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Cosmetic grinders is the term given to a distinctive type of small, two-piece, crescent-shaped, copper-alloy set, found almost exclusively in Britain, and first identified by the author in the early 1980s (R.Jackson ‘Cosmetic sets from Late Iron Age and Roman Britain’, Britannia 16, 1985, pp. 165-92; R.Jackson ‘The function and manufacture of Romano-British cosmetic grinders: two important new finds from London’, Antiquaries Journal 73, 1993, pp. 165-9).
The earliest examples date to the late Iron Age, but the majority were made and used when Britain was a province of Rome.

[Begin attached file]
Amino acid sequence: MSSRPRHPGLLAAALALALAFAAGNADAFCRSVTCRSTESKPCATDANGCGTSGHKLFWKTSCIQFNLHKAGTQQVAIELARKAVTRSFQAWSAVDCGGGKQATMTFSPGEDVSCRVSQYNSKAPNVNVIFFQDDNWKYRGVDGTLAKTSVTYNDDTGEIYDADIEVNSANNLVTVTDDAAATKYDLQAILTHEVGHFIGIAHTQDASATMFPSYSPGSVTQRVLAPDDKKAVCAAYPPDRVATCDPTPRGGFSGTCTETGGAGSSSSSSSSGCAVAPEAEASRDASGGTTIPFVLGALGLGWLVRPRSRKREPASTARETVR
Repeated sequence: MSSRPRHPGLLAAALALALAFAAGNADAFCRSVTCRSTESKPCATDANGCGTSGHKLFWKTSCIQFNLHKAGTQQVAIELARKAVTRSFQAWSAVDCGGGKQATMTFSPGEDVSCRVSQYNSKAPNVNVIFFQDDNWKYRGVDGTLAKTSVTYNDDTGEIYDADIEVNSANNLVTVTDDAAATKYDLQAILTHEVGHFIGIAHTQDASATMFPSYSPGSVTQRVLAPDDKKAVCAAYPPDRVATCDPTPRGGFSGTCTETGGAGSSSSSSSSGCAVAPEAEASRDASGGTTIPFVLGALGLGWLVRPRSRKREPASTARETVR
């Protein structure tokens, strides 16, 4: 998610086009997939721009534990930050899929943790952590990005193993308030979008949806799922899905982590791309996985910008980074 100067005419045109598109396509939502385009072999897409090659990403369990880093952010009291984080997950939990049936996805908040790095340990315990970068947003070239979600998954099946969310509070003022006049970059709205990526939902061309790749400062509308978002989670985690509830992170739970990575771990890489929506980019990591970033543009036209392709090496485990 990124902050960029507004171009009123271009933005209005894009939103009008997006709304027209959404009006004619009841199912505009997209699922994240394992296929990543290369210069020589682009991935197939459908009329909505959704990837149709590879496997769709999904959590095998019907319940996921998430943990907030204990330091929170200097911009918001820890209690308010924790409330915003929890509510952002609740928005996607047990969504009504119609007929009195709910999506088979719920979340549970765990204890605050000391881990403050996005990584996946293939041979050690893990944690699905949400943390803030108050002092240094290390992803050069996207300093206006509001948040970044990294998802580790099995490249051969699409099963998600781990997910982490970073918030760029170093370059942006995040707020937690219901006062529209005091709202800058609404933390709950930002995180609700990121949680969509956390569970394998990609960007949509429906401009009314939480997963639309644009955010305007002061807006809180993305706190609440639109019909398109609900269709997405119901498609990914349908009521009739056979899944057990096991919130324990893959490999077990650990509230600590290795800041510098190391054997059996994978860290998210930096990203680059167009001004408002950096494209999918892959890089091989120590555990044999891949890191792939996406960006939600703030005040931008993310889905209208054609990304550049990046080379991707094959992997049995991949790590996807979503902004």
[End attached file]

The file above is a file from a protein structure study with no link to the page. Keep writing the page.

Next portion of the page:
The sets consist of a grooved mortar and a solid rod-like pestle and were evidently used for preparing very small quantities of a powdered substance, probably eye-shadow or other cosmetics. They vary greatly in size and in how elaborate they are, perhaps reflecting the importance of individuality in the selection of such a personal belonging. Bull heads are a favoured motif for the mortar terminals, while many suspension loops are modelled as stylised duck or swan heads. The sets are a key part of the artefactual evidence demonstrating the increased attention paid to personal appearance and the portrayal of self at this time. With almost 200 examples, the British Museum has an un-rivalled collection for display and study purposes.